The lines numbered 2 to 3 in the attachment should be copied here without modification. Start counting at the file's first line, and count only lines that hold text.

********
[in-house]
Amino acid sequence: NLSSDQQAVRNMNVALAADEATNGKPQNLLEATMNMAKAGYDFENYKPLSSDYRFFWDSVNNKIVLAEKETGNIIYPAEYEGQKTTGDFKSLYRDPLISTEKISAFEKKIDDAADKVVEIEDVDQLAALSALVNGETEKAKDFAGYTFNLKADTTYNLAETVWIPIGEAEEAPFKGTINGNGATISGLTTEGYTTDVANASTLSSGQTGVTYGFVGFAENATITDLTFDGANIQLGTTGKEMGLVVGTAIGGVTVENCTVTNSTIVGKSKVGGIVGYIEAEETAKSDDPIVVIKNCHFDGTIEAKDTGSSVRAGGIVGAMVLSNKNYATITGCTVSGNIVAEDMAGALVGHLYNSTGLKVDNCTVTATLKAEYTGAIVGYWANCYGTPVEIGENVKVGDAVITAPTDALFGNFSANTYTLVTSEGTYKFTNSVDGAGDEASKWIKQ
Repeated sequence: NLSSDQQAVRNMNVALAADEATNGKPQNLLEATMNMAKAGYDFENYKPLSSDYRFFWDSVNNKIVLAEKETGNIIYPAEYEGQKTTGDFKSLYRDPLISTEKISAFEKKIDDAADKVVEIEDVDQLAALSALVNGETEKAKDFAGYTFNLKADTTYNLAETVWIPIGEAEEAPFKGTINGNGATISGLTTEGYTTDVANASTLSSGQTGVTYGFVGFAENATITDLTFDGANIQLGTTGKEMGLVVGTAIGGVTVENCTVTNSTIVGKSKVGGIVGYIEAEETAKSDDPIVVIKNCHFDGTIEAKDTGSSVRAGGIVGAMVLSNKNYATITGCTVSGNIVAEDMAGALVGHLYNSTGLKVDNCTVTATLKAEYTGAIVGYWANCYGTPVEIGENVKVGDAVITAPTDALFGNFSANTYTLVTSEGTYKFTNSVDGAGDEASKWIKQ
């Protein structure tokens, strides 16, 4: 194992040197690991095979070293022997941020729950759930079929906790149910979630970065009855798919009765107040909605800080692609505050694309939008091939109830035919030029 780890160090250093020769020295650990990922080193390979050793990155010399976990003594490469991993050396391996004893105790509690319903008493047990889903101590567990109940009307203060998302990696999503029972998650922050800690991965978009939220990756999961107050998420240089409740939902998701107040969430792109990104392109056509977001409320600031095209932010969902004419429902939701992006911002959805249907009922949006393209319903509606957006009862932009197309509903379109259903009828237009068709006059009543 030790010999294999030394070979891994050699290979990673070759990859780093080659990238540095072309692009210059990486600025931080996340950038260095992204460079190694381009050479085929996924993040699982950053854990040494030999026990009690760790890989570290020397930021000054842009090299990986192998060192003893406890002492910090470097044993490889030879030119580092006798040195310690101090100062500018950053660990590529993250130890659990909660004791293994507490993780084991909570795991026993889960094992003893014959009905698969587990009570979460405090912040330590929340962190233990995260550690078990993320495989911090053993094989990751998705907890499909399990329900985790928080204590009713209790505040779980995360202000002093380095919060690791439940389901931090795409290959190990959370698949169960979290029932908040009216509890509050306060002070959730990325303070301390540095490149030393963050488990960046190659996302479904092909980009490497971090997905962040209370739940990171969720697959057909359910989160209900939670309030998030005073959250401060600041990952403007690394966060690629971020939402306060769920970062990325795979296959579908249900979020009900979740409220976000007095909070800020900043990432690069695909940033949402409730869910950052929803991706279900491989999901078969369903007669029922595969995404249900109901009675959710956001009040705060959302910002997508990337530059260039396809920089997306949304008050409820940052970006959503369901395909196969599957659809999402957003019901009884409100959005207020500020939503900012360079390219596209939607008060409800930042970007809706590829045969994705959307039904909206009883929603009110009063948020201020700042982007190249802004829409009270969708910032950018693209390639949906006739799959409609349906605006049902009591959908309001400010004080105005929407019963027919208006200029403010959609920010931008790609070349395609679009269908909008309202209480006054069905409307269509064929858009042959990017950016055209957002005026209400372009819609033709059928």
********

Amino acid sequence: NLSSDQQAVRNMNVALAADEATNGKPQNLLEATMNMAKAGYDFENYKPLSSDYRFFWDSVNNKIVLAEKETGNIIYPAEYEGQKTTGDFKSLYRDPLISTEKISAFEKKIDDAADKVVEIEDVDQLAALSALVNGETEKAKDFAGYTFNLKADTTYNLAETVWIPIGEAEEAPFKGTINGNGATISGLTTEGYTTDVANASTLSSGQTGVTYGFVGFAENATITDLTFDGANIQLGTTGKEMGLVVGTAIGGVTVENCTVTNSTIVGKSKVGGIVGYIEAEETAKSDDPIVVIKNCHFDGTIEAKDTGSSVRAGGIVGAMVLSNKNYATITGCTVSGNIVAEDMAGALVGHLYNSTGLKVDNCTVTATLKAEYTGAIVGYWANCYGTPVEIGENVKVGDAVITAPTDALFGNFSANTYTLVTSEGTYKFTNSVDGAGDEASKWIKQ
Repeated sequence: NLSSDQQAVRNMNVALAADEATNGKPQNLLEATMNMAKAGYDFENYKPLSSDYRFFWDSVNNKIVLAEKETGNIIYPAEYEGQKTTGDFKSLYRDPLISTEKISAFEKKIDDAADKVVEIEDVDQLAALSALVNGETEKAKDFAGYTFNLKADTTYNLAETVWIPIGEAEEAPFKGTINGNGATISGLTTEGYTTDVANASTLSSGQTGVTYGFVGFAENATITDLTFDGANIQLGTTGKEMGLVVGTAIGGVTVENCTVTNSTIVGKSKVGGIVGYIEAEETAKSDDPIVVIKNCHFDGTIEAKDTGSSVRAGGIVGAMVLSNKNYATITGCTVSGNIVAEDMAGALVGHLYNSTGLKVDNCTVTATLKAEYTGAIVGYWANCYGTPVEIGENVKVGDAVITAPTDALFGNFSANTYTLVTSEGTYKFTNSVDGAGDEASKWIKQ